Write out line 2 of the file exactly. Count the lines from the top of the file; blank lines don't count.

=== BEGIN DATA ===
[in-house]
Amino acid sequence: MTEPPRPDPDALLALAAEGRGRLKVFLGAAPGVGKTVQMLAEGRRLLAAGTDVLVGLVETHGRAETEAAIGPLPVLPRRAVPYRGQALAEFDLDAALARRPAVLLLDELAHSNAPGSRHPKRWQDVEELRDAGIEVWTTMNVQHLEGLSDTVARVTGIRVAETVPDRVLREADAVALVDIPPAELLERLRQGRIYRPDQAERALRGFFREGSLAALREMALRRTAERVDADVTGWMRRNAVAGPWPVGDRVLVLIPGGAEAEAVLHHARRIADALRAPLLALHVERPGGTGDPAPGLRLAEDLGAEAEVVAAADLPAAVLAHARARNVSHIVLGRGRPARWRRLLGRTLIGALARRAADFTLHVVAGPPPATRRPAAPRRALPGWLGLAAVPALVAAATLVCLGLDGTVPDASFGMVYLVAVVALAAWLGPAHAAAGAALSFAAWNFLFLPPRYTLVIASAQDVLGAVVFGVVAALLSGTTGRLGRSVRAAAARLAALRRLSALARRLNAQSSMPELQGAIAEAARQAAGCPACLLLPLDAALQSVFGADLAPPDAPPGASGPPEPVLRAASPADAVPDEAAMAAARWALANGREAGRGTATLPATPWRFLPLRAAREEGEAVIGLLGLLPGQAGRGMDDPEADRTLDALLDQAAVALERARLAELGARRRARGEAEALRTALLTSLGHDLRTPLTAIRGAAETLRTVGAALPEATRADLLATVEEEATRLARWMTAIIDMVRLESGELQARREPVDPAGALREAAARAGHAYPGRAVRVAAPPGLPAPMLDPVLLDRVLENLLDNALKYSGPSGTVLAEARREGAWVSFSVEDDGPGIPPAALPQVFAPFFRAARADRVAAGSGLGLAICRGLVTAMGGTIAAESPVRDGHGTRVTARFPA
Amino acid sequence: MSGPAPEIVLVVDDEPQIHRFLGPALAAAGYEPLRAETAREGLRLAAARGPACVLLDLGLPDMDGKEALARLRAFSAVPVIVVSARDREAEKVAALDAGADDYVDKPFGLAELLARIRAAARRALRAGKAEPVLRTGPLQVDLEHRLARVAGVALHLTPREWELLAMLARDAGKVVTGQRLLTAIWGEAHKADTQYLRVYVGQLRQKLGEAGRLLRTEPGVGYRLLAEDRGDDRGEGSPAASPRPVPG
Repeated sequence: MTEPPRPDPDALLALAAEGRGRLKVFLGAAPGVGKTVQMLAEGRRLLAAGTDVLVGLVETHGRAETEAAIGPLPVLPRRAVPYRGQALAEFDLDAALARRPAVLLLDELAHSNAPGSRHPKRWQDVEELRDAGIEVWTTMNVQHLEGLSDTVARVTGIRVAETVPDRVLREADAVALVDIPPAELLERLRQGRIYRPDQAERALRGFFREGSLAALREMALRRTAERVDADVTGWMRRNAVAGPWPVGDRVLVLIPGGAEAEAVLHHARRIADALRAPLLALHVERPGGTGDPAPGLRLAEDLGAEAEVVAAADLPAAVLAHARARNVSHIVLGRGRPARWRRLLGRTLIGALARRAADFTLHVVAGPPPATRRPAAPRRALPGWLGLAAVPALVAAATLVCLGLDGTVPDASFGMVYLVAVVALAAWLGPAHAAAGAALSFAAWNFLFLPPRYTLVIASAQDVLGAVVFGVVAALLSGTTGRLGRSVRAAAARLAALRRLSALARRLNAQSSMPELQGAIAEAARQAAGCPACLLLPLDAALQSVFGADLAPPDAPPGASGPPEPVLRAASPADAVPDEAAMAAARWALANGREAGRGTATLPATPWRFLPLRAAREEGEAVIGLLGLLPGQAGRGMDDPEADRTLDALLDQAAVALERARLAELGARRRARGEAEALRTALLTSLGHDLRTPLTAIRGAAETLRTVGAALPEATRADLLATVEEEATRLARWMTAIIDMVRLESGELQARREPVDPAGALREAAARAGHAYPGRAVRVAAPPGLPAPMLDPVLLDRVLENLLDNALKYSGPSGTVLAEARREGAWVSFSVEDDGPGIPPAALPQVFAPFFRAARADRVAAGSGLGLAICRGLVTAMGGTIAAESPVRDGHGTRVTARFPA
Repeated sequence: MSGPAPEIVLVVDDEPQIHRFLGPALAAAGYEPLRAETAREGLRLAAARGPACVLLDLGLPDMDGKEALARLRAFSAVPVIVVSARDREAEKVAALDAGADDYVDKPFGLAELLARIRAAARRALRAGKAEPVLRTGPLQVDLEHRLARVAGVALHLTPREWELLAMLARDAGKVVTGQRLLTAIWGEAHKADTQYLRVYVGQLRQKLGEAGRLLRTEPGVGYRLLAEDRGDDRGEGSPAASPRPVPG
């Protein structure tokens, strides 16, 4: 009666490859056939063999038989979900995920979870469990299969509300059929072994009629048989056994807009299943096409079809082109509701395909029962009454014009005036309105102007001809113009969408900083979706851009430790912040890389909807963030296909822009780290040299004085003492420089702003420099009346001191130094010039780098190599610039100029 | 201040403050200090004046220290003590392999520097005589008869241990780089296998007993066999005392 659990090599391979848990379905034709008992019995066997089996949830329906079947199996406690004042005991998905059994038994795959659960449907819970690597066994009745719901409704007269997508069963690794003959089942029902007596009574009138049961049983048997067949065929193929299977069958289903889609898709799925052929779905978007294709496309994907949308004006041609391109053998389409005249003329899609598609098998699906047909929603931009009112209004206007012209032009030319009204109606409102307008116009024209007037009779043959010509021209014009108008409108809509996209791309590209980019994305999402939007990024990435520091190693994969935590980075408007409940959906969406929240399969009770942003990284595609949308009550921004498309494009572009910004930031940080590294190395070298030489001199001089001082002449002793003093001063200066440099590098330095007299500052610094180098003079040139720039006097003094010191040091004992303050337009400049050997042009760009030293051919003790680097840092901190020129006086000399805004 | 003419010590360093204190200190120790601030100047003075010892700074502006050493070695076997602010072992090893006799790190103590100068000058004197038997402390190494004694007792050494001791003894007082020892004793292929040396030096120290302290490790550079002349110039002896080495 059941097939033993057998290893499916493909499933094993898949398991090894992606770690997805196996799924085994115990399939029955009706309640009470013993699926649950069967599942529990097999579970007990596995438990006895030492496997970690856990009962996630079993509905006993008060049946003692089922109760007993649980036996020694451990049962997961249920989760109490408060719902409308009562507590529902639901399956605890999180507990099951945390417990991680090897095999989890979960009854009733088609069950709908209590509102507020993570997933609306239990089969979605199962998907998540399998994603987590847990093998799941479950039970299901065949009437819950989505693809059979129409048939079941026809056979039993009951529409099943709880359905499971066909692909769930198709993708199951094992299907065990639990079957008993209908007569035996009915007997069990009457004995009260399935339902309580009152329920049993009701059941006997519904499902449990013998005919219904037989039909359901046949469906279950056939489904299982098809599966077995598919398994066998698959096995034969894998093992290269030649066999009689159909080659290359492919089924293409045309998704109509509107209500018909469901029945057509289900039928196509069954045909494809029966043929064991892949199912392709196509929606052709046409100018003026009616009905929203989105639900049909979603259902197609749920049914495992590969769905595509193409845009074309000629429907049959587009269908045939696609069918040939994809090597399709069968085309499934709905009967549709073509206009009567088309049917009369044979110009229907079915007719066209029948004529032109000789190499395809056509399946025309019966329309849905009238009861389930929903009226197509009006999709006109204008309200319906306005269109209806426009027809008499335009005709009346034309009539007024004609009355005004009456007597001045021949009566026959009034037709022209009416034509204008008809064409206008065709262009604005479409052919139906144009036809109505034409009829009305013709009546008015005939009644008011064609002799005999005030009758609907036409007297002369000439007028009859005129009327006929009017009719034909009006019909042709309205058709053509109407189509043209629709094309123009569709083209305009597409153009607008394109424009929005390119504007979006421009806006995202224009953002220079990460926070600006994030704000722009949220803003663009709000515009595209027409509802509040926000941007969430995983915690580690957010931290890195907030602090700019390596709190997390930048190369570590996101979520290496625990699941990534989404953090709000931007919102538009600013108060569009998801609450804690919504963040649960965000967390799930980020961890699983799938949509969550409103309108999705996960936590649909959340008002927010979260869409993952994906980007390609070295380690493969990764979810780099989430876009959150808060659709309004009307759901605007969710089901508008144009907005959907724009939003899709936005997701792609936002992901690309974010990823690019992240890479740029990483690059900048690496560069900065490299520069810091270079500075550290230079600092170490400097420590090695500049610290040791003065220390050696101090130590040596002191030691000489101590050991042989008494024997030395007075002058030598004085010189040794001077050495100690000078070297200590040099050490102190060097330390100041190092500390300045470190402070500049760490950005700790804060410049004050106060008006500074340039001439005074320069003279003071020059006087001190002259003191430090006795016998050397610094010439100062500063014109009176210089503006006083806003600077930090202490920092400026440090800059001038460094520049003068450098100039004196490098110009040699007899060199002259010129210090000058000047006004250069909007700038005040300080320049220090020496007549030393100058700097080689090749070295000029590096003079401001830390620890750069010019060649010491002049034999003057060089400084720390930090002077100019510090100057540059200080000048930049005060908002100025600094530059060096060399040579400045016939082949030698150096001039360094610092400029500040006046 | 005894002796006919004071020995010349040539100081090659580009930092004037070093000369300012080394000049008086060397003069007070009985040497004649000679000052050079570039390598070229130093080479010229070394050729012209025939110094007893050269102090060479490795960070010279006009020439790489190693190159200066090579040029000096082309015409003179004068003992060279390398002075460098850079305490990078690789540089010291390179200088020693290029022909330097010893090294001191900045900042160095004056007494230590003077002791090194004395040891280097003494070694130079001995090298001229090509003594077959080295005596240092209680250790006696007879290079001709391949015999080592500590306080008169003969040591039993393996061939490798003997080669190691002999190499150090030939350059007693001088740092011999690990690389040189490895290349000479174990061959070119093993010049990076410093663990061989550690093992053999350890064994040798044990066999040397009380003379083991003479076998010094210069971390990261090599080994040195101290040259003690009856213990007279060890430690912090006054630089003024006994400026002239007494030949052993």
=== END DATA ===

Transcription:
Amino acid sequence: MTEPPRPDPDALLALAAEGRGRLKVFLGAAPGVGKTVQMLAEGRRLLAAGTDVLVGLVETHGRAETEAAIGPLPVLPRRAVPYRGQALAEFDLDAALARRPAVLLLDELAHSNAPGSRHPKRWQDVEELRDAGIEVWTTMNVQHLEGLSDTVARVTGIRVAETVPDRVLREADAVALVDIPPAELLERLRQGRIYRPDQAERALRGFFREGSLAALREMALRRTAERVDADVTGWMRRNAVAGPWPVGDRVLVLIPGGAEAEAVLHHARRIADALRAPLLALHVERPGGTGDPAPGLRLAEDLGAEAEVVAAADLPAAVLAHARARNVSHIVLGRGRPARWRRLLGRTLIGALARRAADFTLHVVAGPPPATRRPAAPRRALPGWLGLAAVPALVAAATLVCLGLDGTVPDASFGMVYLVAVVALAAWLGPAHAAAGAALSFAAWNFLFLPPRYTLVIASAQDVLGAVVFGVVAALLSGTTGRLGRSVRAAAARLAALRRLSALARRLNAQSSMPELQGAIAEAARQAAGCPACLLLPLDAALQSVFGADLAPPDAPPGASGPPEPVLRAASPADAVPDEAAMAAARWALANGREAGRGTATLPATPWRFLPLRAAREEGEAVIGLLGLLPGQAGRGMDDPEADRTLDALLDQAAVALERARLAELGARRRARGEAEALRTALLTSLGHDLRTPLTAIRGAAETLRTVGAALPEATRADLLATVEEEATRLARWMTAIIDMVRLESGELQARREPVDPAGALREAAARAGHAYPGRAVRVAAPPGLPAPMLDPVLLDRVLENLLDNALKYSGPSGTVLAEARREGAWVSFSVEDDGPGIPPAALPQVFAPFFRAARADRVAAGSGLGLAICRGLVTAMGGTIAAESPVRDGHGTRVTARFPA